I must have walked up and down this street, and countless others like it, dozens of times over the weekend. It would explain why my calves are squealing in agony today.
As Marcus Brigstocke observed, Edinburgh is a city where you can set out to go somewhere and walk uphill, and on the way back to where you came from you somehow still find yourself walking up a hill!
Log fired haggis pizza. That is all. Once I discovered the existence of this it was pretty much all I ate.
I feel like I’m saying this an awful lot lately, but going to the Fringe alone made me really crave the company of another person. I mean, I kinda like the freedom of doing things by myself, but I can’t help but think that there were so many great things I might have missed because I didn’t have the input of someone else.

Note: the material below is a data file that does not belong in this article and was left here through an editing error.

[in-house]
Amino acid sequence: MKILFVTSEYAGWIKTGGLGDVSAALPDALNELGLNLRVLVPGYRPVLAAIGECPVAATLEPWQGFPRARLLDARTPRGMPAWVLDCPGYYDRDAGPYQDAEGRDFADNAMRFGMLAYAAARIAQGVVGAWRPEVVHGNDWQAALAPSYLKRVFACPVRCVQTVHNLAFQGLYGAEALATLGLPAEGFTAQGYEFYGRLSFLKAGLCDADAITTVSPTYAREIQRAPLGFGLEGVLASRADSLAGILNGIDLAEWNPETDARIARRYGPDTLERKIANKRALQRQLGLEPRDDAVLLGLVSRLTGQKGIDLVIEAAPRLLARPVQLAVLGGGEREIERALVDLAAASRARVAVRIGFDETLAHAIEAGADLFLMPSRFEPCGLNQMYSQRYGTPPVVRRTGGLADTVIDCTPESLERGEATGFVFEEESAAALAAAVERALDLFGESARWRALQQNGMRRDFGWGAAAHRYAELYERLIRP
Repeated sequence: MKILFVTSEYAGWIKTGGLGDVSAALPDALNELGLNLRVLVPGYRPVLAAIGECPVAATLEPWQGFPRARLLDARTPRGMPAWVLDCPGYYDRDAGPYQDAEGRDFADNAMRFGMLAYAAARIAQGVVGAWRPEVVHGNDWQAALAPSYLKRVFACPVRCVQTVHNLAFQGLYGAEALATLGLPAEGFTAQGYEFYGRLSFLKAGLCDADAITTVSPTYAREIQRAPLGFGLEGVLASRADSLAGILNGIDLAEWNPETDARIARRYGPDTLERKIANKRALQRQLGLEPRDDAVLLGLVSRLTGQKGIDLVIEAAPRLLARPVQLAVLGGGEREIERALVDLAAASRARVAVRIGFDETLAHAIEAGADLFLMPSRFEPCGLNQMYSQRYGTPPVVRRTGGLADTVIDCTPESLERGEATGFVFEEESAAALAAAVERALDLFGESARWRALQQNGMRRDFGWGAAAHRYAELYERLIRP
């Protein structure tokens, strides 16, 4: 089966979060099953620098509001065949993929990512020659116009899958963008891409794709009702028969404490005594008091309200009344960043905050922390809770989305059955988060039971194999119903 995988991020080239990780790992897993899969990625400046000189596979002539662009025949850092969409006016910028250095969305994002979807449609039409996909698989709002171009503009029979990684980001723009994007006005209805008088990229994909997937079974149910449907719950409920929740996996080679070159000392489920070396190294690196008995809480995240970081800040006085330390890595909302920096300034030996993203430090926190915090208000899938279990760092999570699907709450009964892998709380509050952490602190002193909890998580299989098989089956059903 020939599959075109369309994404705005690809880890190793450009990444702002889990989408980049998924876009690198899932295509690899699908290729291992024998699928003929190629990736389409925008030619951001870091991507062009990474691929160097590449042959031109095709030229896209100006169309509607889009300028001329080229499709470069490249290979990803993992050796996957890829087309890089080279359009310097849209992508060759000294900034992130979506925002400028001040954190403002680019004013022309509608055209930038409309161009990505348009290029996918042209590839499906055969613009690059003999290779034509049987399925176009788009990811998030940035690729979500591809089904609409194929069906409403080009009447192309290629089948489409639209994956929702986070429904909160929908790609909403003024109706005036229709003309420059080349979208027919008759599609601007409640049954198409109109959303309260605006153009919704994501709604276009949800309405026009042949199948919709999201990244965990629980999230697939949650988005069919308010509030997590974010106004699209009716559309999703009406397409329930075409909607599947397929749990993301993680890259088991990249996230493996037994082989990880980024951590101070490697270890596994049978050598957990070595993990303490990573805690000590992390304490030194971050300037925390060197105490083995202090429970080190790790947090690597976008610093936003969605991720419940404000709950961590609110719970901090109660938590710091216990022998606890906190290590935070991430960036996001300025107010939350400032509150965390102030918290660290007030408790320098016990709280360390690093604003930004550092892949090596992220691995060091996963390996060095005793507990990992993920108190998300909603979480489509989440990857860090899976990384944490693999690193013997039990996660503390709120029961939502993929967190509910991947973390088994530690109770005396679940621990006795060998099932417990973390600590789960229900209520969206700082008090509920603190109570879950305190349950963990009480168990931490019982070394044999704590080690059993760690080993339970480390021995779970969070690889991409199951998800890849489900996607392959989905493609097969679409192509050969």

David O’Doherty’s song about how Lance Armstrong ruined his life between 1999 & 2005 was probably my highlight of the weekend.
Starting drinking at 11.30 on a Sunday morning was both a novelty and a bad idea.
From my strictly non-scientific research, I would gauge that the majority of festival-goers are not Scottish.
Probably the best thing about the Fringe is accidentally discovering something great, especially when the act looks completely bonkers. In The Banshee Labyrinth on Saturday evening I saw “Rythmn Method”, which was a group of comedic musical poets comprising of The AntiPoet and Mark Niel – with the latter apparently being the official Poet Laureate of Milton Keynes. They turned out to be very enjoyable Saturday evening entertainment, despite their appearance.
Avenue Q was well worth the wait.
Having thought about it, I now think that Edinburgh is less like Lord of the Rings and more Game of Thrones.
I can’t believe I’m almost 30 and had never done a weekend at the Edinburgh Festival until now. I’m already looking forward to next year.